Development[edit]

The show's format (originally to be called "Obviously") was conceived by Tom Blakeson, Simon Craig, David Flynn, Nick Mather, Richard Osman and Shaun Parry, producers at Endemol UK, in 2009. They envisaged it as a "reverse Family Fortunes....rewarding obscure knowledge, while allowing people to also give obvious answers....a quiz which could be sort of highbrow and populist simultaneously".[8] Osman was not originally intended to be co-presenter, primarily fulfilling the role only as part of a demonstration laid on for the BBC. However the BBC executives asked him to continue when they commissioned the first series.[8] Osman then approached comedian Alexander Armstrong, a peer of Osman's during their university days, to be the main presenter.[8] Armstrong, who the previous year had been lined up to present Channel 4's Countdown only to back out for fear of being pigeon-holed as a presenter,[9] agreed to present what was perceived as a lower-profile show, with the presence of Osman helping to convince him.[8]

The first series aired on the BBC's second channel BBC Two between August and October 2009, with the corporation announcing on the day of the final episode's broadcast that they had commissioned a second series. The series' audience had peaked at 1.69 million viewers, 17.2% of audience share for the timeslot,[3] while averaging around 1 million viewers per episode.[8] The second series saw audiences grow modestly and the format was tweaked prior to the start of series three, reducing the number of rounds and giving more time for banter between the hosts which had previously been edited out.[8] The change saw strong viewer growth with the show subsequently moved to the BBC's main channel BBC One in 2011.[8][10] By 2013, the programme was averaging 3.6 million viewers daily, and starting to gain more viewers than ITV game show, The Chase, which also airs in roughly the same time slot.[10]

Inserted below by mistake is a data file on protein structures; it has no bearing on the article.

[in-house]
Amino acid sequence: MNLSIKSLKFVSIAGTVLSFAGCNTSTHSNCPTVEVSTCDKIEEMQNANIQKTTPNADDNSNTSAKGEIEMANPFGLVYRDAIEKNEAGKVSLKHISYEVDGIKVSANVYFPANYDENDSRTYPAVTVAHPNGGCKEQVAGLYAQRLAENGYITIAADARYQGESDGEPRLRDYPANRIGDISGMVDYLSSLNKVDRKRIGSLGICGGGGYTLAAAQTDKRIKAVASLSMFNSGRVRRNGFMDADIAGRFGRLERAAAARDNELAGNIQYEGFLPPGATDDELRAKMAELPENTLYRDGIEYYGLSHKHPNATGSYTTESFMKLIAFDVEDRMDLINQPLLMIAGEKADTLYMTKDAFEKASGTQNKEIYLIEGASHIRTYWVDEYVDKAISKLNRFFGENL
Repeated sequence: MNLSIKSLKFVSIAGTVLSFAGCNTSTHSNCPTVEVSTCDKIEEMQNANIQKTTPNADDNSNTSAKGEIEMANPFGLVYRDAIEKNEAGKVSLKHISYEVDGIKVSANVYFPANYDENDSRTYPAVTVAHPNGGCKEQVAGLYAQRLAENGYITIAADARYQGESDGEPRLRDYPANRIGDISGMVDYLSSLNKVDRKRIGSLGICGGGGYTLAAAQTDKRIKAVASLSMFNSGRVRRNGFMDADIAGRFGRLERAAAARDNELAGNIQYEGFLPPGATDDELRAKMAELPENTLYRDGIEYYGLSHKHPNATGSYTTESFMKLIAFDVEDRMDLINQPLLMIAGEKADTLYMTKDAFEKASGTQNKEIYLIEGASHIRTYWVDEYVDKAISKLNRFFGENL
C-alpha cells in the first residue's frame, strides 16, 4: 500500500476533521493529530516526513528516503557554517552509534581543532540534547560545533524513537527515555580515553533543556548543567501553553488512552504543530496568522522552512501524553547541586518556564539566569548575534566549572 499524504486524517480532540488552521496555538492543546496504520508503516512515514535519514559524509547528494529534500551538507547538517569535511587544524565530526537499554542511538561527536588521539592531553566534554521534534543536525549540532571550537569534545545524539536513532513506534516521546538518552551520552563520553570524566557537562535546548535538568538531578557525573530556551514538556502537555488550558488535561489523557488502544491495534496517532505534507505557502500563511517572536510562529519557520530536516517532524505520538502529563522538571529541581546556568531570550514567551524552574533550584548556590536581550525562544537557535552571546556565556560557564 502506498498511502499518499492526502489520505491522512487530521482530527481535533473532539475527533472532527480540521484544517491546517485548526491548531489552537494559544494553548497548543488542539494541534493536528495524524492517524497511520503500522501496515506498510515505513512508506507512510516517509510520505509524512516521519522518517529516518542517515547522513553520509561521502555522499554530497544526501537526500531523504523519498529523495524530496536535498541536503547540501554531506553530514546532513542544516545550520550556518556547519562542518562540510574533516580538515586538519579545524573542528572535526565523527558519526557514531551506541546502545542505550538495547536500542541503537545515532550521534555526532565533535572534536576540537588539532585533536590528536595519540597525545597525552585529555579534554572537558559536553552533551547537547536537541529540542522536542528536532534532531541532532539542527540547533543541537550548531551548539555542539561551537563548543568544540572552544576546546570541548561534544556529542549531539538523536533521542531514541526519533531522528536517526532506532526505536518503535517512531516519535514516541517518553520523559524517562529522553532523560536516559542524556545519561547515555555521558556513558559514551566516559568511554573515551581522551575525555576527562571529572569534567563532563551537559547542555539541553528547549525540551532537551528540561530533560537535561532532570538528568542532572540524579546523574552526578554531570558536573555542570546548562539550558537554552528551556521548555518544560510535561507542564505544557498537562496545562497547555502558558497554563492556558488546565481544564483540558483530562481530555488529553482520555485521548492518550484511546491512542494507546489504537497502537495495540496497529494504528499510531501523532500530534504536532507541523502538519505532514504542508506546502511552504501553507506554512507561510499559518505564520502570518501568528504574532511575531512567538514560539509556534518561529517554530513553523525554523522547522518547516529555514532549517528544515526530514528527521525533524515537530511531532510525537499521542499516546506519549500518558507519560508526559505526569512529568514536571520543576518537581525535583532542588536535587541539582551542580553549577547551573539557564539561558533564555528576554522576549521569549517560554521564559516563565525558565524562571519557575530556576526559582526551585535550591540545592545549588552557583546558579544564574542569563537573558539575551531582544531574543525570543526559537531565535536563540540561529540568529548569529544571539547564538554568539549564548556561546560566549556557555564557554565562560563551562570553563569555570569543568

On 23 February 2016, it was announced that the show had been recommissioned by the BBC to make 165 more regular daytime editions along with 45 celebrity specials, which will see Pointless continue to air on BBC One until at least the end of 2017.[7]

Pointless Celebrities[edit]

Pointless Celebrities
Pointless Celebrities.jpg
Genre Game show
Directed by Nick Harris
Julian Smith
Stuart McDonald
Presented by Alexander Armstrong
Richard Osman
Theme music composer Marc Sylvan
Country of origin United Kingdom